Sexual Education in South Korea
Sexual education in Korea is mandatory in middle school and high school. The main goal is to education young people in the proper way with the rightful interpretation of their own body and sexual intercourse as a practice of love. However, it has been receiving a criticism that it focuses too heavily on negative perspective toward sex in general. Most of the materials they talk about in sexual education at school are about awareness of the danger of rape, abortion, how to avoid sex, and awareness of men and women's sexual organs. When students learn about abortion, they are shown a video of an embryo, being torn apart in mother's uterus by induced abortion, in order to alert the harm abortion does to a young living life. Many people argue that such sexual education in Korea is not practical. In fact, a survey by Chosun revealed that 77.1% of students in Korea think that the sexual education at school is "just boring, useless, and impractical"  Many people suggest that there needs to be improvement on sexual education in which it can approach young people at their level, instead of throwing negatively biased information to them and teaching them sex is a bad thing.
Abortion Rate in South Korea
Because abortions are illegal in Korea (except for few cases) and reporting is not mandatory, it is very difficult to keep track of an accurate number of abortions performed annually. Thus, the data comes from the number of reported abortion as well as the surveys given to hospitals and private clinics. The highest number of abortions was in 1981, about 620,000 induced abortions were performed. This means that 64% per 1000 women ages 15-44 performed the abortion. In 2010, it is estimated that 169,000 induced abortions were performed, which is about 15.8% per 1000 women ages 15-44. 
|Year||Live Births||Abortions, reported||Abortion % of pregnancies||Abortion rate per 1000 women ages 15-44|
*table is derived from 
Older Generation's Perspective
Even though the fundamental Buddhist belief that every life is precious and killing any kind of life is considered as a sin, people in older generation in Korea did not use to consider an embryo as living life. It was a living life only once the baby is born. Moreover, in the 1960s and 1970s, South Korea had one child policy to slow population growth.  As a result, abortion rate was much higher in 1960's and 1970's than the abortion rate in recent. Women's right to have a choice over abortion was not considered at all and abortion was not a social issue in older generation.
Younger Generation's Perspective
Younger generation in Korea is much more influenced by cultures from different countries and different social norms. They are thought to be more open-minded and willing to eliminate old policies and adopt new policies from different cultures if the certain policy is arguably considered as wrong or no longer fit the current society's circumstances. Less affected by traditional Buddhist beliefs and more influenced by western culture, younger people's perspective is thought to be more open for abortion as a women's choice. With realizing the importance of every living life, there are more women in current society suggesting that the law for abortion should be reconsidered in a way that women should be given a freedom to get an abortion and to choose what they want to do with their own body. Their main claim is that the government should not have held the power to decide women's physical freedom. They argue that having an unwanted pregnancy would not result in a good financial, family, psychological environment for not only pregnant women but also for the baby. Moreover, they suggest that inhibiting abortion by law will only result in higher rate of illegal abortion, in which women has to put themselves at risk of getting the unsafe abortion by uncertain method. Rather, by allowing abortion, it will enable for the government to put proper tax and provide proper education after abortion. Simultaneously, the voice to pursue prohibition of abortion is rising as well, as many recent scientific evidences suggest that embryo certainly is a living human. Nowadays, there is more awareness of various evidences from both sides with more knowledge so that the debate over abortion is rising as a new social issue.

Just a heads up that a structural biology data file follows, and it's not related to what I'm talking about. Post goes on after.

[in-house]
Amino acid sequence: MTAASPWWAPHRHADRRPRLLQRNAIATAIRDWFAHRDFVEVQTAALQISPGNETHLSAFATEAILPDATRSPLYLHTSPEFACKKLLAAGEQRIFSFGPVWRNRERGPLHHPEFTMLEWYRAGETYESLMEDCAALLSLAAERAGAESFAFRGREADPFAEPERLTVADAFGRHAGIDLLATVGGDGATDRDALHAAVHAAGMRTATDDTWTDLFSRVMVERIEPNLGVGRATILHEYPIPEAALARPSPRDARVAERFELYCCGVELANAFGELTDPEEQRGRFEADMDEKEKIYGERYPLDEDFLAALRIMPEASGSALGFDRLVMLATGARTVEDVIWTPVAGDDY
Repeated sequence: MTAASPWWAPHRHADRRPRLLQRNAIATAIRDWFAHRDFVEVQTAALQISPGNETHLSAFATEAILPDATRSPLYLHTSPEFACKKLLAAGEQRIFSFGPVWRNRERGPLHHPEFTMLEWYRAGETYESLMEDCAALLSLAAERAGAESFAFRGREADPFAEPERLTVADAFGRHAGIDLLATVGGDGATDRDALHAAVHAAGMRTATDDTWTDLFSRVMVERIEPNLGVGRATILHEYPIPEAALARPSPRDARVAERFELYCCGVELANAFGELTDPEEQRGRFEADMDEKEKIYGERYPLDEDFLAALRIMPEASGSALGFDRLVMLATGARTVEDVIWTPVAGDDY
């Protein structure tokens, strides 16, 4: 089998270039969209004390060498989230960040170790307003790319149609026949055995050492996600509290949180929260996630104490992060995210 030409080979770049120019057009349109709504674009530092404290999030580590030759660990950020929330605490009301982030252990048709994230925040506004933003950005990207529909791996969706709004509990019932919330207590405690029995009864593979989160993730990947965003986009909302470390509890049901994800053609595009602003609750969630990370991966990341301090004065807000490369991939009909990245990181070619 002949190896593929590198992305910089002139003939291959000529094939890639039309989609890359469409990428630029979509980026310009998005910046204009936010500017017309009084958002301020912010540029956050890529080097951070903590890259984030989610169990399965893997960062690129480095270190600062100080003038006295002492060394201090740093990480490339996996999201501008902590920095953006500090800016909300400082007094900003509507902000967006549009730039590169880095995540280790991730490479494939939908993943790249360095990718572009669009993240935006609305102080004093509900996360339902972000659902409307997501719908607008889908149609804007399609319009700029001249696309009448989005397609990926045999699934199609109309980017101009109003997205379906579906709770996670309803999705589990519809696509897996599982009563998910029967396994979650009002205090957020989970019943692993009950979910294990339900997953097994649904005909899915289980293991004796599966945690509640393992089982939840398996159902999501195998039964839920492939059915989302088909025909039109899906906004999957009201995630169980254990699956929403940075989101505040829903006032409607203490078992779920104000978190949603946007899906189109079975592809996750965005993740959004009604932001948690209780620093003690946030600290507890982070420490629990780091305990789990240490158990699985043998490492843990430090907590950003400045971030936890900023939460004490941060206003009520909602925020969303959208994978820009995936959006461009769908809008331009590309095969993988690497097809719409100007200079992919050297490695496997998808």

- Dictionary.com website: http://dictionary.reference.com/browse/abortion
- 태아 생명권 보호, 낙태금지만으론 어렵다
- According to figures compiled by the South Korean [[National Statistical Office (South Korea)|]]. "인구,가구/시도별 종교인구/시도별 종교인구 (2005년 인구총조사)". NSO online KOSIS database. Retrieved 23 August 2006.
Ministry for Health, Welfare, and Family Affairs, The Basic Plan on Aging Society and Population of Korea (Seoul: Ministry for Health, Welfare, and Family Affairs, 2010).
The preference for sons caused the sex ratio at birth, normally about 105 male babies born to 100 females to begin rising in the early 1980s as the birth rate fell. It peaked in the early 1990s at about 115-117. By 2008, it had virtually returned to normal despite a TFR of only 1.2. This suggests that, if a Korean couple has only one child, it no longer need be a son, quite a significant change in behavior.
LEE, Y. (2013). A Study on the Discourse and Reality of Abortion in Korea: 1920s~1930s. Korean Journal Of Medical History, 22(1), 133-178.
Jeon, HS, Seo, HG. (2003). Abortion in Korea Since 1945. Doctors, 12(2). 129-143.
Hwang, Kim, Hwang, Lee, Shim, Bae, Paik, Park (2014). Coxsackievirus B Infection is Highly Related with Missed Abortion in Korea. Yonsei Medical Journal, 55(6):1562-1567.